The start of that 5k hit me like a ton of bricks. I didn't think I had really pushed all that hard in the five miler, so it might have been the 15 minute rest period that made my first steps feel like I was slogging through a giant mud pit! Every step was difficult and painful, for at least the first half mile, and dad felt pretty much the same way despite once again leaving me in the dust. After a while I (sorta) found my groove again, but it was not a pleasant run. Beautiful scenery, yes. A lovely trail, certainly. An enjoyable experience, not so much. Still, we slugged it out and managed to finish (31:55) with about seven minutes before the start of the third and final race. We quickly changed bibs again, grabbed another slice of divinely moist watermelon, and rushed back to the same starting line for the two mile run.
...which started with no notice! Suddenly we were just running again! The 5k had started a few minutes late; the race directors were eager to get back on schedule and keep things moving. Starting this race was the hardest thing I've ever done, physically. We followed the same path as the 5k but I don't think anyone was paying attention to the scenery by then! Even dad finally had to slow down a bit, and we really took it easy for the entire run. But run we did, and we both crossed the line at a pace faster than a walk (though only slightly), and I even had just enough gas in the tank to "sprint" the last 50 feet (22:45) so I could beat my dad in at least ONE of the three races!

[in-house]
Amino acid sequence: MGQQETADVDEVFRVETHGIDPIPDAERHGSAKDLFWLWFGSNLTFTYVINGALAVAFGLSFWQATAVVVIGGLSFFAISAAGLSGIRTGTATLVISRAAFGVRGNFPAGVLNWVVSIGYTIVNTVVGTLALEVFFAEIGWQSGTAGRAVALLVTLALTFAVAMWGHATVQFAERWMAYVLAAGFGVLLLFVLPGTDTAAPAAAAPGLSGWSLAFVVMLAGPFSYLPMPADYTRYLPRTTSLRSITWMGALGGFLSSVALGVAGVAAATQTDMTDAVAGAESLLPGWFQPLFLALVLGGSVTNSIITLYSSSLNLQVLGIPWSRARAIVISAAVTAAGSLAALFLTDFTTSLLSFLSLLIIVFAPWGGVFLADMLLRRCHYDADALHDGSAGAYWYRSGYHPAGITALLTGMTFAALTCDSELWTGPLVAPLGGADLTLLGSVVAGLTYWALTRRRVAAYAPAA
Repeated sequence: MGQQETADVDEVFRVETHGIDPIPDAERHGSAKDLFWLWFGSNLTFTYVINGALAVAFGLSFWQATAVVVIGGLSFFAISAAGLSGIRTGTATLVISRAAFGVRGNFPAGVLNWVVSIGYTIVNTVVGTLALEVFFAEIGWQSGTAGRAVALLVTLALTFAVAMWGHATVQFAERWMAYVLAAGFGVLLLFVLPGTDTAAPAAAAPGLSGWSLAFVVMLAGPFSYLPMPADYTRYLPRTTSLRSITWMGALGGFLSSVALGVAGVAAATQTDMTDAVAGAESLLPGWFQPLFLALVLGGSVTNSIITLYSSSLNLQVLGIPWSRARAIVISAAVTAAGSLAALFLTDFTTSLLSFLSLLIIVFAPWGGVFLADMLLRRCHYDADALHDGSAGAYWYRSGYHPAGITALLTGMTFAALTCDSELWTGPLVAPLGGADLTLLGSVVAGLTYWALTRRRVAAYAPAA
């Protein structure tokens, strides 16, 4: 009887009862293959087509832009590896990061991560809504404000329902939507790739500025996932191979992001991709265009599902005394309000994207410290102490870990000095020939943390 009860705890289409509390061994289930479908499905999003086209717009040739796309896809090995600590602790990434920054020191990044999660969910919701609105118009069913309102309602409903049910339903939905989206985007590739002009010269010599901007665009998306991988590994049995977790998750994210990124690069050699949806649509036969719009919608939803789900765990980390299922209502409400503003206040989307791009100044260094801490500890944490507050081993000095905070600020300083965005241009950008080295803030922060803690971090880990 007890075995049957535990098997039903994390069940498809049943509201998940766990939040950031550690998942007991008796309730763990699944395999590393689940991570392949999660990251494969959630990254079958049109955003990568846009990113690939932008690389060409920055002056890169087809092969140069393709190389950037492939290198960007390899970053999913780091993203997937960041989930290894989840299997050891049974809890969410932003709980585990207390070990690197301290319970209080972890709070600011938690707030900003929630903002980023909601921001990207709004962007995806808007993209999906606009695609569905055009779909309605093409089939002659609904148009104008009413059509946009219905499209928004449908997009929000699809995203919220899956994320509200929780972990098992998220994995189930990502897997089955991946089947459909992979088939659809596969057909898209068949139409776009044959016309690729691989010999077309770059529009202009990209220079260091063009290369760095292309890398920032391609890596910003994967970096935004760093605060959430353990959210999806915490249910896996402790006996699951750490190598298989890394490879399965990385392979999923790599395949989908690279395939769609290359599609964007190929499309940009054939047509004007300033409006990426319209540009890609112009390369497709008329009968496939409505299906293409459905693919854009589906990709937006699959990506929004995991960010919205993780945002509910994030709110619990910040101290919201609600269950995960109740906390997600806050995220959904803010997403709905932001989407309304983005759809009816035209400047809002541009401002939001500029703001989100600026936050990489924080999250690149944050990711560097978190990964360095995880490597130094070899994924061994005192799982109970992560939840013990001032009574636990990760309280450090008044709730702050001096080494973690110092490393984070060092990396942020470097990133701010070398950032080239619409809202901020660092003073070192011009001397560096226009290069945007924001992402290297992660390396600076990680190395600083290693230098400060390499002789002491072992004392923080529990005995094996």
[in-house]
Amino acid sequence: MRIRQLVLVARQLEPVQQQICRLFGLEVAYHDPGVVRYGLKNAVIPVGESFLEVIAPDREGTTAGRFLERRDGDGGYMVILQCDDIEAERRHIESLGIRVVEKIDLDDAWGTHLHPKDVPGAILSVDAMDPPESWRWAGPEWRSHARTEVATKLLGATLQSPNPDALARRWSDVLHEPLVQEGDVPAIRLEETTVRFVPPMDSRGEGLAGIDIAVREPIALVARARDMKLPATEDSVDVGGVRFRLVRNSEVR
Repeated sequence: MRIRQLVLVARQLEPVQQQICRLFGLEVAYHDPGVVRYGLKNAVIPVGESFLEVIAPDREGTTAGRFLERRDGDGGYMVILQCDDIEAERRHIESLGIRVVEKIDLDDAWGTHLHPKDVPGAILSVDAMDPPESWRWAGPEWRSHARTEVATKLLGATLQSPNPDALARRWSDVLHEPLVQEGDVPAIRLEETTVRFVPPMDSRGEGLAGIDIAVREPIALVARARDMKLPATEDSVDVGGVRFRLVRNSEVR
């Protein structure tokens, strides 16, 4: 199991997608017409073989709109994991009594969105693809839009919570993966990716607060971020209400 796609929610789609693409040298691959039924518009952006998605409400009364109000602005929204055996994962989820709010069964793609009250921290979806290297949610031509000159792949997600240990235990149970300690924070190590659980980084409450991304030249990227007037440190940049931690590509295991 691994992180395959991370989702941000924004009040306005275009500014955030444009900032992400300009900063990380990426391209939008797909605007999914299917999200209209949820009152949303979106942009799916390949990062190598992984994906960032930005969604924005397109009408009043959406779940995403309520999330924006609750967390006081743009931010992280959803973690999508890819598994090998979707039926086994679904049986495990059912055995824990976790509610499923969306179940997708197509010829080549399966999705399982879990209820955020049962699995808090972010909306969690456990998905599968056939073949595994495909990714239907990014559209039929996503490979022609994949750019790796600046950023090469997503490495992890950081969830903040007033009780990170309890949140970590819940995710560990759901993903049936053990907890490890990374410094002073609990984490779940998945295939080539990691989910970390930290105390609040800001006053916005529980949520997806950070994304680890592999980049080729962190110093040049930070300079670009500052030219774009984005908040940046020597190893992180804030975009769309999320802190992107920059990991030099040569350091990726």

Exhausted, sore, and hungry, we headed back for the pavilion where they were just starting to announce awards. While they were presenting overall finisher awards, I took the opportunity to hop on the massage table to take advantage of the free sports massage therapist the race had brought in for the day - always a nice touch. She rubbed my legs out perfectly, and I dismounted the table just in time to find out I had won an age group award! I've never won an actual award at a race before, so I was shocked to hear my name announced as the FIRST PLACE finisher in my age group for the 5k! My time had not been very impressive (more than three minutes slower than my PR) but I'm certainly not one to turn down an athletic award! Especially if it is likely to be my ONLY award... I grabbed my little plaque, one last piece of watermelon, and we headed back home to celebrate - by which I mean, lay around all day waiting for feeling to return to our legs!
Boom. Bling. Sorta.
Organization: This is probably the smallest local race I've ever run, but with three courses and finish lines to manage, the hat trick probably took a lot of logistical effort. Packet pickup was available day-before or day-of; we opted for day-of and had no problems whatsoever. Each race would require a separate bib, but without chip timers it didn't really matter which bib was worn for which race, and the check in staff did a good job making sure hat trick runners knew the full scoop on their bibs. From what I could see, everything was well marked and properly labeled for the staff to keep every runner well organized in any of the runs, and I was impressed with how smoothly the finish line operated. Someone was ready at the clock to record number and time as I approached, and there was someone ready at the end of the finish area to tear my timing ticket off my bib for backup timing. Course marshals and aid station support were well-placed and communicative, and I loved having a person at every mile marker to give me my splits and keep me on pace!